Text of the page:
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Higher FM apprenticeships approved

Higher FM apprenticeships approved

The standards for two new apprenticeships in facilities management have secured government approval.

The FM apprenticeships were developed by employers in collaboration with the British Institute of Facilities Management (BIFM) and other key stakeholders.

The FM manager (Level 4) and senior/head of FM degree (Level 6) apprenticeships will be available to FM professionals looking to take the next step in their careers later this year once the assessment plans for each have also been approved by the government.

The new apprenticeships are part of a series that have been created by a Trailblazer group of employers and higher education institutes in conjunction with BIFM following a 2013 government review to give employers a greater say in the knowledge, skills and behaviours required of their workforce.

In February, an FM supervisor (Level 3) apprenticeship standard and assessment plan was approved for delivery, while an expression of interest has been made to develop a facilities services operative (Level 2) apprenticeship.

BIFM acting chief executive Linda Hausmanis said: “Many people tend to think that apprenticeships are only for entry level employees, but having FM apprenticeships at all levels will provide many valuable benefits to both employers and their staff, enabling organisations to upskill their people as part of their ongoing learning and development throughout their careers. This highlights the value that employers place on having a highly-trained workforce, and the relevance of the FM professional standards to industry.”

Katie Nightingale, early careers manager at Kier Group and chair of the Trailblazer group, said: “Apprenticeships have always been, and will continue to be, a vital entry route for people into our business. With a push from government and employers to improve apprenticeships and offer even more options, including degree level, we believe the opportunities for individuals to forge a great and sustainable career in facilities management can start with an apprenticeship.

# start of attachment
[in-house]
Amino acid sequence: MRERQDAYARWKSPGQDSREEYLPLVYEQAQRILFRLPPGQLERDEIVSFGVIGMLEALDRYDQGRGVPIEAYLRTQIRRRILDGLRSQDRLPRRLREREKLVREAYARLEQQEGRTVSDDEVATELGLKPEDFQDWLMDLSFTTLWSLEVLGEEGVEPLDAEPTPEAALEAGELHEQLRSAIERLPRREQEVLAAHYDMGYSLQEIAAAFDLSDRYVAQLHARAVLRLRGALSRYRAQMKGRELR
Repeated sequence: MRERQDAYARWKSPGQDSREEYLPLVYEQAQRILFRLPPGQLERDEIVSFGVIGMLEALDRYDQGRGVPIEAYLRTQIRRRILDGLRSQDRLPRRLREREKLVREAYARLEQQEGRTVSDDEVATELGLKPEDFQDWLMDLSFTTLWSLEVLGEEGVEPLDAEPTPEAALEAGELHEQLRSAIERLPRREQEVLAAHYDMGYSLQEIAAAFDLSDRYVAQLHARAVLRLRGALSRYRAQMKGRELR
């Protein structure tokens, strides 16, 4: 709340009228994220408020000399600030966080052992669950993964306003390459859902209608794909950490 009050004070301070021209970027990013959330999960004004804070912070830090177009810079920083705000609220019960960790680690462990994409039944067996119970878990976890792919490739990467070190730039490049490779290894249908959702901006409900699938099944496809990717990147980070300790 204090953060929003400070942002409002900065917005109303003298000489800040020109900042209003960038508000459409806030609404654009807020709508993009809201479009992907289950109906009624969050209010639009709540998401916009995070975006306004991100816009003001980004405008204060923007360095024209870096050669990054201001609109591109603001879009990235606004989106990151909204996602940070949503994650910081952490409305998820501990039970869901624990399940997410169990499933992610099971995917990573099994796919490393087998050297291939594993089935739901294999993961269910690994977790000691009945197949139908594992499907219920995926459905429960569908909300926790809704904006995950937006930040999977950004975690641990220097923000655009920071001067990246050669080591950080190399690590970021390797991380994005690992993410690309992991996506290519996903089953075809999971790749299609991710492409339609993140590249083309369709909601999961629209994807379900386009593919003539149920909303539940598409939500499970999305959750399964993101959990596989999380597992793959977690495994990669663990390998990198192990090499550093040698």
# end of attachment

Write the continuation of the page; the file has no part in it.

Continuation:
“Through collaboration with BIFM and other employers, we are developing FM apprenticeships that will be truly fit for purpose and provide a clear career pathway. We want to make the FM world an attractive proposition for prospective employees and having these new standards will go a long way to support this.”

Dr Paul Wyton, subject group leader for facilities management at Sheffield Hallam University, one of the higher education institutes and training providers on the Trailblazer group, said: “The approval of the apprenticeship standards by the Minster of State for Skills is significant in the continued professionalisation and recognition of FM, and its importance to the UK economy.

“The launch of degree apprenticeships in FM is a great opportunity for further development of the profession, for the first time providing funded routes to completing a degree in FM.

 Article courtesy of The Construction Index (www.theconstructionindex.co.uk)

 

 

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